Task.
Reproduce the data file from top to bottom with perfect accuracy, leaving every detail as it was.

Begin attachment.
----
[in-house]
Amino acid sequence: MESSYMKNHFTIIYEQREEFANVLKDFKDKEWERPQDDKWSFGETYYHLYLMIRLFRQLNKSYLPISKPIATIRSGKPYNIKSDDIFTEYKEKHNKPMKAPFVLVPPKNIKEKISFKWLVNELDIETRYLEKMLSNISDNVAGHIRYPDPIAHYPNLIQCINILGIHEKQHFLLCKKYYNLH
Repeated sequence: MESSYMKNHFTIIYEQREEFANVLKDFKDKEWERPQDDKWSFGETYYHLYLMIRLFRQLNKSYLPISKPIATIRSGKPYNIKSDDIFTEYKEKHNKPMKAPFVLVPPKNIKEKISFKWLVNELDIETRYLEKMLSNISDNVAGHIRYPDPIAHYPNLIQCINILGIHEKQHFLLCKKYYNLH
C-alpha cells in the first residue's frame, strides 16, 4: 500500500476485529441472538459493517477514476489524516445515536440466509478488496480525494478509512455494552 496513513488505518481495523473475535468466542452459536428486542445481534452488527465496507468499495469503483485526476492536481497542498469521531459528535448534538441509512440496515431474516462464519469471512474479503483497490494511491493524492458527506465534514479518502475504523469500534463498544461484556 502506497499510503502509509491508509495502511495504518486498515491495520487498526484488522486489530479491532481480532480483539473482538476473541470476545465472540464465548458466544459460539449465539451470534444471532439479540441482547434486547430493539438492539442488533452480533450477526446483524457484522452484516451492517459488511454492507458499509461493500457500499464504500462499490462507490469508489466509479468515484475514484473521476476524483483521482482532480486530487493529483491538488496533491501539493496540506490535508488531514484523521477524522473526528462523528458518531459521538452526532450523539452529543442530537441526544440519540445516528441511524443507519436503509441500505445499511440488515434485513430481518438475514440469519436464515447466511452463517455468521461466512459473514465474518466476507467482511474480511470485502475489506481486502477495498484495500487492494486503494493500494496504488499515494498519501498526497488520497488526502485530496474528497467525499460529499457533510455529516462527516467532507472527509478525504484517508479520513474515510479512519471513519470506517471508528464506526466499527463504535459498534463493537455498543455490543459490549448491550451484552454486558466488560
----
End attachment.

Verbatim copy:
[in-house]
Amino acid sequence: MESSYMKNHFTIIYEQREEFANVLKDFKDKEWERPQDDKWSFGETYYHLYLMIRLFRQLNKSYLPISKPIATIRSGKPYNIKSDDIFTEYKEKHNKPMKAPFVLVPPKNIKEKISFKWLVNELDIETRYLEKMLSNISDNVAGHIRYPDPIAHYPNLIQCINILGIHEKQHFLLCKKYYNLH
Repeated sequence: MESSYMKNHFTIIYEQREEFANVLKDFKDKEWERPQDDKWSFGETYYHLYLMIRLFRQLNKSYLPISKPIATIRSGKPYNIKSDDIFTEYKEKHNKPMKAPFVLVPPKNIKEKISFKWLVNELDIETRYLEKMLSNISDNVAGHIRYPDPIAHYPNLIQCINILGIHEKQHFLLCKKYYNLH
C-alpha cells in the first residue's frame, strides 16, 4: 500500500476485529441472538459493517477514476489524516445515536440466509478488496480525494478509512455494552 496513513488505518481495523473475535468466542452459536428486542445481534452488527465496507468499495469503483485526476492536481497542498469521531459528535448534538441509512440496515431474516462464519469471512474479503483497490494511491493524492458527506465534514479518502475504523469500534463498544461484556 502506497499510503502509509491508509495502511495504518486498515491495520487498526484488522486489530479491532481480532480483539473482538476473541470476545465472540464465548458466544459460539449465539451470534444471532439479540441482547434486547430493539438492539442488533452480533450477526446483524457484522452484516451492517459488511454492507458499509461493500457500499464504500462499490462507490469508489466509479468515484475514484473521476476524483483521482482532480486530487493529483491538488496533491501539493496540506490535508488531514484523521477524522473526528462523528458518531459521538452526532450523539452529543442530537441526544440519540445516528441511524443507519436503509441500505445499511440488515434485513430481518438475514440469519436464515447466511452463517455468521461466512459473514465474518466476507467482511474480511470485502475489506481486502477495498484495500487492494486503494493500494496504488499515494498519501498526497488520497488526502485530496474528497467525499460529499457533510455529516462527516467532507472527509478525504484517508479520513474515510479512519471513519470506517471508528464506526466499527463504535459498534463493537455498543455490543459490549448491550451484552454486558466488560